Last year I discovered that my family’s photos were in a pretty sad state of disarray. I can’t really blame my parents for this; three kids and full-time jobs tend to keep a person busy enough that their family heirlooms get stuffed in a bag to be dealt with later. Of the photos that had made it into albums, about half were still sitting in those terrible old, adhesive albums. The adhesive had turned uselessly unsticky, and I can only imagine what kind of long-term damage that stuff does to a photo. I don’t think acid-free glue existed back in the 70s. More alarming, though, were the photos I found from 20 or 30 years ago that were starting to turn red and unrecognizable. If I didn’t preserve them now, we might permanently lose them.
So I came up with the idea of scanning in all the photos, designing albums for them, and printing them as hardcover books for my family. Oh, and I also retouched any photos that needed it, which turned out to be most. It was a beast of a project.
All told, I had 1,856 photos to deal with. It took me months just to scan and organize them. Some photos had been diligently labeled (thanks Mom) and others had no captions at all (thanks Mom) which meant I spent a significant amount of time tracking down information about them too.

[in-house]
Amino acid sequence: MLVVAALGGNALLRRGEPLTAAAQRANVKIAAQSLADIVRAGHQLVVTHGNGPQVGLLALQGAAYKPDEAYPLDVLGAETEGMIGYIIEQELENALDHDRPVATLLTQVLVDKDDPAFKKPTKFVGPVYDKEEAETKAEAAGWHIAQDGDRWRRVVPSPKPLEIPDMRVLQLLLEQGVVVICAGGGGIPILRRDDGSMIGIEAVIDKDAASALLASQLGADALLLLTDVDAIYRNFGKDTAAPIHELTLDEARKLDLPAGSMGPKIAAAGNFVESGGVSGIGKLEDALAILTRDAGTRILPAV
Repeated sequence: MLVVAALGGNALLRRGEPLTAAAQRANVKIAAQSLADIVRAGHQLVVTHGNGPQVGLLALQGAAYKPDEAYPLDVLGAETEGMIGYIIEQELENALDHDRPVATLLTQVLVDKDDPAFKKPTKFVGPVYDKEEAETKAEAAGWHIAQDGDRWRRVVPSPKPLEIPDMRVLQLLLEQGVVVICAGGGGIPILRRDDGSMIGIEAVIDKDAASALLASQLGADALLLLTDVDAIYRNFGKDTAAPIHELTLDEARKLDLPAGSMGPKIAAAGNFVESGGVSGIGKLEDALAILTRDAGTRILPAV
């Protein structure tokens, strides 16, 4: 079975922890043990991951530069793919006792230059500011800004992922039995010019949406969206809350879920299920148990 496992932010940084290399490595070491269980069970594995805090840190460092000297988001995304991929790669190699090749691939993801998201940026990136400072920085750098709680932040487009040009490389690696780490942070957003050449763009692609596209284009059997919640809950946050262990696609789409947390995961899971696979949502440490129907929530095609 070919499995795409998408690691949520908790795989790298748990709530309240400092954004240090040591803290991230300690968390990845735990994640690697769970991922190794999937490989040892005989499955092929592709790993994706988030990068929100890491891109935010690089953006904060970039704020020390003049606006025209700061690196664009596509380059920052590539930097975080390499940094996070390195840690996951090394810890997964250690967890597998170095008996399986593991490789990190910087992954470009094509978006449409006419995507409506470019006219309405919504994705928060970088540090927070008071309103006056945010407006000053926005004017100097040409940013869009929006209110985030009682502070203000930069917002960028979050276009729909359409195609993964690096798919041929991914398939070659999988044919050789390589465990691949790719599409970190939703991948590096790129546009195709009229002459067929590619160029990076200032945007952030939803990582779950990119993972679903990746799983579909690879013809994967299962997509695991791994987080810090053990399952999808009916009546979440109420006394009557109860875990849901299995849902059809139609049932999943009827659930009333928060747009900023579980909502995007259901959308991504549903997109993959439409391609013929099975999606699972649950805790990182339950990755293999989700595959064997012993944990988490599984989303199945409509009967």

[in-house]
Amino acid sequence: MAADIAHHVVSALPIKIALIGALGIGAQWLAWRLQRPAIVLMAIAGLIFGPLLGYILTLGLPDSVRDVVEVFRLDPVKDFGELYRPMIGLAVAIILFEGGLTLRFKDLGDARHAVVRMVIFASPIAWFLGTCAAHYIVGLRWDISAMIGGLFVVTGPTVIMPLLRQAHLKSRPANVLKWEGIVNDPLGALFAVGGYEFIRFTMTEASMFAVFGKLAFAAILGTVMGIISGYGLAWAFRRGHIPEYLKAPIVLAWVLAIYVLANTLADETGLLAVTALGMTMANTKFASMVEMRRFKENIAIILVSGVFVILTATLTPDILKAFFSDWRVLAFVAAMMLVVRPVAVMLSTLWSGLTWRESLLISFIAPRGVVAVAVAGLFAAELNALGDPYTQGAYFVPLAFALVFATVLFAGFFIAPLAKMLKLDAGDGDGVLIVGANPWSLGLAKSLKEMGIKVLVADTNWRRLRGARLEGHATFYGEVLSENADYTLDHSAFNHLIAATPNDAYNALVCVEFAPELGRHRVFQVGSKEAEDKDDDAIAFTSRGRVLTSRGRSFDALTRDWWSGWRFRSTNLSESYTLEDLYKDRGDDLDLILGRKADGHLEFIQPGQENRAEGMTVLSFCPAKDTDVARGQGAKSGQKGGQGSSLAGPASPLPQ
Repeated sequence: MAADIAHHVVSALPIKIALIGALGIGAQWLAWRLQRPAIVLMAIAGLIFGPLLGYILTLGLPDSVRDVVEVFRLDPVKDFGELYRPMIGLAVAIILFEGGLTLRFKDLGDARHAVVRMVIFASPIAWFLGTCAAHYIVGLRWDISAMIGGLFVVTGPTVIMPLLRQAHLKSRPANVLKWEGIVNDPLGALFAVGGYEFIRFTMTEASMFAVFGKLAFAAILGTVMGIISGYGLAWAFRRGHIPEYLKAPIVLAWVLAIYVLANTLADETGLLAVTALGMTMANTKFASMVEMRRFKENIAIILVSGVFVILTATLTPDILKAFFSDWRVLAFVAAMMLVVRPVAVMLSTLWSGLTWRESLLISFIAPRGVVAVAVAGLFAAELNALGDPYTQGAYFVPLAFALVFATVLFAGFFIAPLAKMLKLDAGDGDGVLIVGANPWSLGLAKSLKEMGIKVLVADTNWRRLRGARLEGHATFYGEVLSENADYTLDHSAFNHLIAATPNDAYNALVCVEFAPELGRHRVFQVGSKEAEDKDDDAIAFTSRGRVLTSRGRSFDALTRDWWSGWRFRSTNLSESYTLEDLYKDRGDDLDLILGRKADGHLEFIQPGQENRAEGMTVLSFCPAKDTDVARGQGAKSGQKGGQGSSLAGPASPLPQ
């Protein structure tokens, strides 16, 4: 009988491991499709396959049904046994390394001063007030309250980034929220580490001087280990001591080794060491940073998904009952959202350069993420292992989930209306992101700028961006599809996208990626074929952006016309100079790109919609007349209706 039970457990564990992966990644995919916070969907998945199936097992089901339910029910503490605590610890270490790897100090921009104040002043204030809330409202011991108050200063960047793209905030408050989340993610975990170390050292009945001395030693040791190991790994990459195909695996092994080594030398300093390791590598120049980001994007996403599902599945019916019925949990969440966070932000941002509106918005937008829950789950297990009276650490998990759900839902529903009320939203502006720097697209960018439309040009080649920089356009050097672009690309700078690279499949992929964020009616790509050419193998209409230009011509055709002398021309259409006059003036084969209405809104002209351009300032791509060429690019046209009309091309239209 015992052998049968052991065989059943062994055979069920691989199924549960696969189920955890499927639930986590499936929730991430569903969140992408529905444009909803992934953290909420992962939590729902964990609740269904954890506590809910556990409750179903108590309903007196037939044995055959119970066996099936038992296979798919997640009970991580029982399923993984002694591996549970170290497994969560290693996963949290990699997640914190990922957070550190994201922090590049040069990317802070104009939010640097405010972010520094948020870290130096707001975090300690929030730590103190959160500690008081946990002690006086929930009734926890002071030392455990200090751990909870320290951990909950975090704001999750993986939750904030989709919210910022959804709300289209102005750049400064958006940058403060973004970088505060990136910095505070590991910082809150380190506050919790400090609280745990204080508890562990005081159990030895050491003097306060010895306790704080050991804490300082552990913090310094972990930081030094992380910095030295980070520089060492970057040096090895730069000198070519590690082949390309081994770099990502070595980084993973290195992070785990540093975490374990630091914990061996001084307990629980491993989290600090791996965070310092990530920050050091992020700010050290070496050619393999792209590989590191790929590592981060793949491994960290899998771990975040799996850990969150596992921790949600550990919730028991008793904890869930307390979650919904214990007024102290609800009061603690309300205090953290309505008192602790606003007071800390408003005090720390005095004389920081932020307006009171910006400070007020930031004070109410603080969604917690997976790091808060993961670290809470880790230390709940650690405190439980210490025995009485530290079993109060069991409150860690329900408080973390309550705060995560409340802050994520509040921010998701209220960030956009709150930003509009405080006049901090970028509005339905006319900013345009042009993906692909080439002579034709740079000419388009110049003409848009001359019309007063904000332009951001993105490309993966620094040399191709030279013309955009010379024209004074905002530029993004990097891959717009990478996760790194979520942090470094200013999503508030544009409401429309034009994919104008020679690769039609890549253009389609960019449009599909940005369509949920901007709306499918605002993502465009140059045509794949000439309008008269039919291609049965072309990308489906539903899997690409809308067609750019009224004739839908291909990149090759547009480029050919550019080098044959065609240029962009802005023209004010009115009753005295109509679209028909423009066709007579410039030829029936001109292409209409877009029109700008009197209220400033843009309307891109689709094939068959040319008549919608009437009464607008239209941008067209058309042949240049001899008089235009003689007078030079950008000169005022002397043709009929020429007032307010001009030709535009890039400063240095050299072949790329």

Then came the color correcting. I consider myself pretty skilled with Photoshop, but I really struggled with some of the color processing. Trying to take out some of the red while still preserving skin tones was tough. Here are a few I’m particularly proud of:
When it came to the design of the albums, Allen suggested it be chemistry themed, since Dad is a retired chemistry professor and met my mom through the chemistry department. A brilliant idea. It made the books a little more playful and personal; plus, chemistry lends itself to a lot of great graphics.
I gave everyone Volume One for Christmas this past year, with plans to divvy out the remaining two next Christmas. They were definitely greatly appreciated.